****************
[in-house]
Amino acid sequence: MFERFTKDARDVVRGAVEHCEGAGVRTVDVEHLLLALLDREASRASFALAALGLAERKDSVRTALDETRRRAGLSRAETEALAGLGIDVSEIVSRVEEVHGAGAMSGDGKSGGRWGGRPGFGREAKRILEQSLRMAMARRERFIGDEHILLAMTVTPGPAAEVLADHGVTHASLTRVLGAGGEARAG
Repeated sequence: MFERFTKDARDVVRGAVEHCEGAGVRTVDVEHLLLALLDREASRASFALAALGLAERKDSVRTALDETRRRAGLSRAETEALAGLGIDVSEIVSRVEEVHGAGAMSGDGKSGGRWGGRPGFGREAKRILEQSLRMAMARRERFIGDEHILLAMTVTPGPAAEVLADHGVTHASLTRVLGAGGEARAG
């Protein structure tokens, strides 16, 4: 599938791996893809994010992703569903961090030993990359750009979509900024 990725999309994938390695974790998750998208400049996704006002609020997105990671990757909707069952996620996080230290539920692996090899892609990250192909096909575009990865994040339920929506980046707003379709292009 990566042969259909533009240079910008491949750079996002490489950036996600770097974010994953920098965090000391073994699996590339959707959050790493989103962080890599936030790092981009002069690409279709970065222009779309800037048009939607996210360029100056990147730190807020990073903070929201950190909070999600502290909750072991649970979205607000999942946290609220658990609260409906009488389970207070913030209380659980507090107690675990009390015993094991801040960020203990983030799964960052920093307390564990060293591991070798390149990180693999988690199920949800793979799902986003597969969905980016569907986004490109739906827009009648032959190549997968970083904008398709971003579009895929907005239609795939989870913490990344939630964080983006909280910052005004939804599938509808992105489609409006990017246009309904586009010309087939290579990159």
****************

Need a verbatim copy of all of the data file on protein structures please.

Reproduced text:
[in-house]
Amino acid sequence: MFERFTKDARDVVRGAVEHCEGAGVRTVDVEHLLLALLDREASRASFALAALGLAERKDSVRTALDETRRRAGLSRAETEALAGLGIDVSEIVSRVEEVHGAGAMSGDGKSGGRWGGRPGFGREAKRILEQSLRMAMARRERFIGDEHILLAMTVTPGPAAEVLADHGVTHASLTRVLGAGGEARAG
Repeated sequence: MFERFTKDARDVVRGAVEHCEGAGVRTVDVEHLLLALLDREASRASFALAALGLAERKDSVRTALDETRRRAGLSRAETEALAGLGIDVSEIVSRVEEVHGAGAMSGDGKSGGRWGGRPGFGREAKRILEQSLRMAMARRERFIGDEHILLAMTVTPGPAAEVLADHGVTHASLTRVLGAGGEARAG
């Protein structure tokens, strides 16, 4: 599938791996893809994010992703569903961090030993990359750009979509900024 990725999309994938390695974790998750998208400049996704006002609020997105990671990757909707069952996620996080230290539920692996090899892609990250192909096909575009990865994040339920929506980046707003379709292009 990566042969259909533009240079910008491949750079996002490489950036996600770097974010994953920098965090000391073994699996590339959707959050790493989103962080890599936030790092981009002069690409279709970065222009779309800037048009939607996210360029100056990147730190807020990073903070929201950190909070999600502290909750072991649970979205607000999942946290609220658990609260409906009488389970207070913030209380659980507090107690675990009390015993094991801040960020203990983030799964960052920093307390564990060293591991070798390149990180693999988690199920949800793979799902986003597969969905980016569907986004490109739906827009009648032959190549997968970083904008398709971003579009895929907005239609795939989870913490990344939630964080983006909280910052005004939804599938509808992105489609409006990017246009309904586009010309087939290579990159």